Active shooter incidences hit too close to home for many, so they are always top of mind for families and parents, and rightly so. The shooting at Stoneman Douglas High School in Parkland, Florida, was a horrific reminder of the increase in overall school violence—an increase of 113 percent this past school year. “This past school year included at least 279 incidents of violence compared to 131 events in the 2016-2017 school year,” says Amanda Klinger ’06, co-founder and director of operations at Educator’s School Safety Network, an Ohio-based nonprofit.
Klinger and her mother, Dr. Amy Klinger, director of programs and co-founder, have done of lot of research into school-based violent incidents and threats. In fact, their work was featured on the front page of USA Today last year and has been cited all over the news, from The New York Times to The Washington Post to NPR because, unfortunately, the topic of school safety is not going away.
“We talk about school safety from an educational perspective,” Klinger says. “When we have these awful, large-scale tragedies, people are reactionary, and you can understand why. But what we need to do is be really strategic.”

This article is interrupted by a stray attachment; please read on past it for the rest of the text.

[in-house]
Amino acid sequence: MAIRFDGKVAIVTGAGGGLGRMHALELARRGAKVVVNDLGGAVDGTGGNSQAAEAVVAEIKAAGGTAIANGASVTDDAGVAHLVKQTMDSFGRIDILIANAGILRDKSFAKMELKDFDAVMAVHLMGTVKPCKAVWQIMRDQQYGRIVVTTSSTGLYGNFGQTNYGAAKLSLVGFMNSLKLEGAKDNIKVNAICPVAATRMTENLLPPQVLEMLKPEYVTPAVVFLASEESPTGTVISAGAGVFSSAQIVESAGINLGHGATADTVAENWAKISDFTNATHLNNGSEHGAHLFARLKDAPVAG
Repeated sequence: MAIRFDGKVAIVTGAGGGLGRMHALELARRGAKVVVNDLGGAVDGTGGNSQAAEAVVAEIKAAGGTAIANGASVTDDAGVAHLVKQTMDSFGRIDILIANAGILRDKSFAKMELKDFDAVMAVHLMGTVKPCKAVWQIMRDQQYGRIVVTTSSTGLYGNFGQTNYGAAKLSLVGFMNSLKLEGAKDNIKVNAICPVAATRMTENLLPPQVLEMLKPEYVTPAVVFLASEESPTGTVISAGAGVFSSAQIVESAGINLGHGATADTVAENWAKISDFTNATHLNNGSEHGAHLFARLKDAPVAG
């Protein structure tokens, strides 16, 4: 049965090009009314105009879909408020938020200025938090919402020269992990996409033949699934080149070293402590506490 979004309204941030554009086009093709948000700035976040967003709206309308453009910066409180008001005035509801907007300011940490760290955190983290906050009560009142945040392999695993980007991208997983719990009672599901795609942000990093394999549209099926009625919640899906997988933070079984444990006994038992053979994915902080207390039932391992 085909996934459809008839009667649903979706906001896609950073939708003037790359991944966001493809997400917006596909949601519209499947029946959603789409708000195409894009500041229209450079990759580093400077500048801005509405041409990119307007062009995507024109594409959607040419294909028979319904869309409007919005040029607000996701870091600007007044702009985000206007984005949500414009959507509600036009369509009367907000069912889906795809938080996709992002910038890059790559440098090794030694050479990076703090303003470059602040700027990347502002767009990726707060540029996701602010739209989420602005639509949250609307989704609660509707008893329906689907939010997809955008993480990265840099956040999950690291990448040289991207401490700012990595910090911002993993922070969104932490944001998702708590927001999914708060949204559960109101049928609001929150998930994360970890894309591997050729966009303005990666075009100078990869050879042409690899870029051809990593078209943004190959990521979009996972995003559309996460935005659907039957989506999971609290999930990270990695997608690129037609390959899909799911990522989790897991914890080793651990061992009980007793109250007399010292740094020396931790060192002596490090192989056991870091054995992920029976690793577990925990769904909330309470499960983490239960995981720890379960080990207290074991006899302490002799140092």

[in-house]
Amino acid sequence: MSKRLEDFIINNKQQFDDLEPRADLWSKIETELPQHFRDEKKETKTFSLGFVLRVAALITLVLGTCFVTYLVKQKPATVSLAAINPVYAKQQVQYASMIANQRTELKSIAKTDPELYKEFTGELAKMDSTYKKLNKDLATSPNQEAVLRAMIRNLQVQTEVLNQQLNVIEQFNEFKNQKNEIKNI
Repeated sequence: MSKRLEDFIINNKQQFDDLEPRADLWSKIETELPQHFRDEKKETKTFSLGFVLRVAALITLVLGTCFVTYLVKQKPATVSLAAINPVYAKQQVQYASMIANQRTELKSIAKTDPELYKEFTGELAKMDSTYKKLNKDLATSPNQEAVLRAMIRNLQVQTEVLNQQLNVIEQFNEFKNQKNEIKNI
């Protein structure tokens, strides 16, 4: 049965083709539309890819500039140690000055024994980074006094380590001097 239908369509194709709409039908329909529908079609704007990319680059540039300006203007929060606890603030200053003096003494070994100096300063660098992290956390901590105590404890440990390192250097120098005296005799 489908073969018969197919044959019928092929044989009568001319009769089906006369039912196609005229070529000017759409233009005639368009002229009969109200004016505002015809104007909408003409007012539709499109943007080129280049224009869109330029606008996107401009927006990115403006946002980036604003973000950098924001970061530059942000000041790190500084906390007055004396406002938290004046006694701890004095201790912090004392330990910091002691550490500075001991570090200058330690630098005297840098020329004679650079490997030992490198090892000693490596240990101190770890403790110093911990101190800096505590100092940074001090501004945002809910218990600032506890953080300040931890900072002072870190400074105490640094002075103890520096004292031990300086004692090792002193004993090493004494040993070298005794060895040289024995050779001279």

Through research and programs, what the Klingers have found is that the go-to intervention tools schools use, such as metal detectors, do not have the effect teachers, administrators, and school districts are looking for in terms of violence prevention. “We’re always pushing back against this movement to surveillance and security states of schools—we’re spending a lot of money on locks, hardware, and metal detectors,” Klinger explains. “There is no data to support the efficacy of those things, and we truly don’t know the impact on our kids.” Klinger advocates, instead, for things like threat assessment management, climate and culture initiatives, social—emotional learning, and positive behavioral support, all of which have a mountain of evidence to support their effectiveness. Klinger suggests that parents ask for a school safety plan that is helpful for kids, as opposed to security cameras or buzz-in systems, as well as training and professional development for teachers and staff.
“Educational professionals went into the field because they want to help kids,” Klinger says. “Because we’re running schools, not prisons, we need to provide professional development that speaks educators’ language.”